I hope the talented, gifted, driven, compassionate children in our country today find a much better purpose for their talents than a "fake" purpose reality TV show and 15 minutes of fame.. or shame.

Sara M. Grimes said...

I also think that there's a big difference between kids' doing chores, farm work, and creative work (such as acting) and the type of thing that seems to be going on in "Kid Nation." The purpose may not be to teach them skills, pass down knowledge (as in farm work), or even necessarily to showcase their talent, but rather to put them in situations and scenarios where their very lack of experience will be used to generate ratings. There are two issues I'd like to "chime in" on - the nature of the work, and the nature of the venue.

First off, I think that most people would agree that children being forced into 14 hour work days is unacceptable in any scenario, as is exposing kids to materials and situations where they could get hurt without proper warning, training, and monitoring. A farming family that pulled their kids out of school and put them to work for that amount of time, in potentially dangerous and unmonitored conditions (well, except for the camera-operators, but that's another issue altogether), could also be charged with violating child labour and education laws, or at the very least get a visit from the local social worker. This is not a group of fifteen year olds learning to work hard during a summer on the farm. The group includes 8 year olds as well, and the skills and tasks may or may not even fall within the domain of what's reasonable (or useful) children's work. While we have to wait and see if these specific accusations have any substance, the long history of abuse of children's rights -- to proper education and compensation, for example, as well as unacceptably long hours -- within the entertainment industry more than justifies the adoption of a critical stance in this case.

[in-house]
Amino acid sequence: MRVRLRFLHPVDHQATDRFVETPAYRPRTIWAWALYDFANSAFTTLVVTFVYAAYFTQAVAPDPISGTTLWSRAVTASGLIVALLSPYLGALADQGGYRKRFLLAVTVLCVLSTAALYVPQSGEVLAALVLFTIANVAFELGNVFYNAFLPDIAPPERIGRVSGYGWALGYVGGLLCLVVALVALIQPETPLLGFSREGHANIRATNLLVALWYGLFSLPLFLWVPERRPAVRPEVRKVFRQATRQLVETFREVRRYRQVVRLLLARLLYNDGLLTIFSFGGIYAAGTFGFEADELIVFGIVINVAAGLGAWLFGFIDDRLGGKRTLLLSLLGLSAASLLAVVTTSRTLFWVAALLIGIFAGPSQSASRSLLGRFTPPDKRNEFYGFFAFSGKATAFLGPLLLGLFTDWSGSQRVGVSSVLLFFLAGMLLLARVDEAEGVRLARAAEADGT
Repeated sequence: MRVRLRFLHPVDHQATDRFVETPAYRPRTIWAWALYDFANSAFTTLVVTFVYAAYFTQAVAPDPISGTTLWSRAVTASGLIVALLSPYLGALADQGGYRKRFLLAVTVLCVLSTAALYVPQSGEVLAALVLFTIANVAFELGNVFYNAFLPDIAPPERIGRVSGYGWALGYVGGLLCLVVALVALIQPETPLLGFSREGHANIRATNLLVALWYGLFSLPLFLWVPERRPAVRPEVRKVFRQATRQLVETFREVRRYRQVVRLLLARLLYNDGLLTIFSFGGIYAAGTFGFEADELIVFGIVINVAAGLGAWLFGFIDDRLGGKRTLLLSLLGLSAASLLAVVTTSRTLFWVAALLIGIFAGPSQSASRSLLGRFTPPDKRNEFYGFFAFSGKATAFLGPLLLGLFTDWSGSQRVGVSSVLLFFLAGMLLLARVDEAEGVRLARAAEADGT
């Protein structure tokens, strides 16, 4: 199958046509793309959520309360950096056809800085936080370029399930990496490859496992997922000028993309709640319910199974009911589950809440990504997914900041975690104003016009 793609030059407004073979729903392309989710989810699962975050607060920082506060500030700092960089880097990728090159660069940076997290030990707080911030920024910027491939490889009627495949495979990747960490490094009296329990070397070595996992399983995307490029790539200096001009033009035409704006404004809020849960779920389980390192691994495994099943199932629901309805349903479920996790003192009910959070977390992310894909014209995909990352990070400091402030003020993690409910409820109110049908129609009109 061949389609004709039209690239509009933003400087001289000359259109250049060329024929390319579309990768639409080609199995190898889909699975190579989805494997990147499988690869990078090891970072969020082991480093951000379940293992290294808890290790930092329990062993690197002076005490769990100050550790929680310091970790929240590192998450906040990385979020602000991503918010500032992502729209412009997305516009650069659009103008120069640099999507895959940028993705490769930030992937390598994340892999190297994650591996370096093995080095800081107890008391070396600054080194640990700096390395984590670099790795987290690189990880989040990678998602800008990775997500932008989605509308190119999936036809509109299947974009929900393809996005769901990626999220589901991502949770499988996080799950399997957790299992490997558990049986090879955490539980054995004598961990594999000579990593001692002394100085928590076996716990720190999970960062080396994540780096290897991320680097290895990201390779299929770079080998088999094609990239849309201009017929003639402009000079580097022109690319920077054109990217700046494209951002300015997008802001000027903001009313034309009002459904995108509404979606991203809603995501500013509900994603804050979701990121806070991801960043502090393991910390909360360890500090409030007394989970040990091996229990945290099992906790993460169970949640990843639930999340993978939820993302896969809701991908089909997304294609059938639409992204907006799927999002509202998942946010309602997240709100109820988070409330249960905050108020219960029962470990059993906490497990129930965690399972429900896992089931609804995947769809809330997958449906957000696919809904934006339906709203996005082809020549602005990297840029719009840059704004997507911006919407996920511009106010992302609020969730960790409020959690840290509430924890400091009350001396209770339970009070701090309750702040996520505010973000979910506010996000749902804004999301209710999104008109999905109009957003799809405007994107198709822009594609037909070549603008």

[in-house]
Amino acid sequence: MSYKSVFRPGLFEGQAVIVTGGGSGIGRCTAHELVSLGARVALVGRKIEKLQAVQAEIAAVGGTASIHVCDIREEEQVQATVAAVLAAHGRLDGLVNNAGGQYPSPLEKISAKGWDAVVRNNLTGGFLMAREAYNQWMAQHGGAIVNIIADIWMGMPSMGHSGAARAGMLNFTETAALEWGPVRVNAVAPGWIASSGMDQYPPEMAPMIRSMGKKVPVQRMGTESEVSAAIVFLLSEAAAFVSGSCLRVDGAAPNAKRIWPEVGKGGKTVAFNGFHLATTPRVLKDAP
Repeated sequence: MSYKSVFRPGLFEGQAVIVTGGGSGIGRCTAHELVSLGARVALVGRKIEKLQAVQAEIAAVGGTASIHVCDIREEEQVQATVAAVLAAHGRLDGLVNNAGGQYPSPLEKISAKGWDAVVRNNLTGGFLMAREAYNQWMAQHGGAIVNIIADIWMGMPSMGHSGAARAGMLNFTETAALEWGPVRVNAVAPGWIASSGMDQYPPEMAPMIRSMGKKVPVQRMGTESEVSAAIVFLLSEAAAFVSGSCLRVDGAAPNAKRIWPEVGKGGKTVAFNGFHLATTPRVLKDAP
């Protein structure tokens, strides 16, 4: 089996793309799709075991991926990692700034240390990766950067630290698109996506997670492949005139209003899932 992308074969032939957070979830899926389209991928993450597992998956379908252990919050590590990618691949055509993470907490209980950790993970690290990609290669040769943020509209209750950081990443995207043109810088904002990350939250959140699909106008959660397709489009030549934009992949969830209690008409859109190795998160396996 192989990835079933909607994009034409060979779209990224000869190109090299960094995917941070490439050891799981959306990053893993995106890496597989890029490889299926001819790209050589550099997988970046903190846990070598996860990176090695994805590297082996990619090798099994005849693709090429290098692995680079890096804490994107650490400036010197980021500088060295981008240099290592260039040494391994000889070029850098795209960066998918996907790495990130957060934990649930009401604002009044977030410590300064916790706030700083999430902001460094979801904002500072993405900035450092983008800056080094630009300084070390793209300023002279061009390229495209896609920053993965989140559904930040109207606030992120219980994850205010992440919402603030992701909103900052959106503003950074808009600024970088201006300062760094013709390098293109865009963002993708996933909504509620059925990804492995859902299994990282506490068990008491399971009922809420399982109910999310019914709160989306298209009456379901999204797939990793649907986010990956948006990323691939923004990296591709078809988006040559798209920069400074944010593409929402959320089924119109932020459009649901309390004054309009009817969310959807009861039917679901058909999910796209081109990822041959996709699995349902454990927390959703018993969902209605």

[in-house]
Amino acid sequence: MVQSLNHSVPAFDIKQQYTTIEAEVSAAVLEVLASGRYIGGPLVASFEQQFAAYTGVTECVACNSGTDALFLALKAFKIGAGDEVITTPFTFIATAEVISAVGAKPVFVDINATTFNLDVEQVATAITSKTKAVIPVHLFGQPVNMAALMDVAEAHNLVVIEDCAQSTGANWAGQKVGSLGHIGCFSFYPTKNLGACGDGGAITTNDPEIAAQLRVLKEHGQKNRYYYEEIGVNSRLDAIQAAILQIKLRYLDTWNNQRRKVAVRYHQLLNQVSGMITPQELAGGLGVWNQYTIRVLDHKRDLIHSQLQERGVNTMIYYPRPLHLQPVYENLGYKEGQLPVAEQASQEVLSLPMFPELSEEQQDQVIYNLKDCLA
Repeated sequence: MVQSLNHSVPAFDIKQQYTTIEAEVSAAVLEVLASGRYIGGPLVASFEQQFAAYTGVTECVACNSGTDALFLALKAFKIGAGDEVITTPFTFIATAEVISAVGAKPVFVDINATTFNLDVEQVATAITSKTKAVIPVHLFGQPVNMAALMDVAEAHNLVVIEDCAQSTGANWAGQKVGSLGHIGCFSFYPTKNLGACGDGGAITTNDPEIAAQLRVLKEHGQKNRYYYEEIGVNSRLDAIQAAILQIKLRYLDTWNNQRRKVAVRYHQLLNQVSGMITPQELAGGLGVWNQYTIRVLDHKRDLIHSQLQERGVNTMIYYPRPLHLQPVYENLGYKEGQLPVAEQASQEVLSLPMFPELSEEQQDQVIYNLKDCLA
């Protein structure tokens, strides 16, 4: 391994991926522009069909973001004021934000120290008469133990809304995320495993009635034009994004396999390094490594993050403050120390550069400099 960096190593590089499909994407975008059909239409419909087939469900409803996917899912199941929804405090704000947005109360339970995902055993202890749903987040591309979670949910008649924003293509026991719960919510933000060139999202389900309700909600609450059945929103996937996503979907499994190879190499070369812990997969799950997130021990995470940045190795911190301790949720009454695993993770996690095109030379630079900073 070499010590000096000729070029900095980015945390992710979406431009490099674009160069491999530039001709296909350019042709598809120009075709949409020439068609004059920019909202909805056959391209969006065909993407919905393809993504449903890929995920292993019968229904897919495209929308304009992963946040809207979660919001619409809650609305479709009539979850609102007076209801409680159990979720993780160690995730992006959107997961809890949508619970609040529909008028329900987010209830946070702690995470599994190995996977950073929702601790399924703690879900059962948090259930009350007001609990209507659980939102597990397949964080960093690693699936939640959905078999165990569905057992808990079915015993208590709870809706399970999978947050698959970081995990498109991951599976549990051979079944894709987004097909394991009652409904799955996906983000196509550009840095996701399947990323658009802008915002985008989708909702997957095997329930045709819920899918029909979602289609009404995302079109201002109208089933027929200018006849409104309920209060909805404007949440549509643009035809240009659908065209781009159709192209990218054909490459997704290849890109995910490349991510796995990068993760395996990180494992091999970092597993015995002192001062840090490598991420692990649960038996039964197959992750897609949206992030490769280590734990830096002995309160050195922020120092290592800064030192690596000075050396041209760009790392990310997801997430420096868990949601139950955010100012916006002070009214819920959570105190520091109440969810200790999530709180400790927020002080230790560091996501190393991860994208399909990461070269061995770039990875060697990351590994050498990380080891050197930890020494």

The second issue involves the context. Generally, I think that reality shows are pretty complex things - on the one hand, we cheer contestants along and celebrate their triumphs. On the other hand, we also take a certain pleasure in watching contestants fail, and pass judgment on their mistakes or weaknesses. As the second anonymous commenter suggests, both narratives are highly scripted during the editing process, which determines heroes and villains, storylines and plot twists, by picking and choosing which scenes to broadcast and therefore shaping how the characters and events will be perceived by the audience. This is in addition to the "scripting" that occurs at the audition stage, where groups are picked to reflect various types...which will include hard-workers like your son, anonymous one, but also "princesses" who will add to the drama and perhaps even fulfill the role of 'villain'. Should kids be accountable for how they act and are portrayed on TV? The "Star Wars Kid" springs to mind, but other cases of bullying that centered on the victim's vlog, YouTube video or other form of online content are also relevant.

Does this mean that kids can't be a part of reality TV? Not in the least - I watched a great series this summer called "Shaq's Great Challenge" that managed to address a very sensitive topic (childhood obesity) while still treating its child participants with quite a lot of dignity and respect. I'm just not convinced that "Kid Nation" has applied a comparable level of awareness and many of you, I'll be keeping an eye on this story as it develops.

Sara M. Grimes said...

Oops - make that "Shaq's Big Challenge".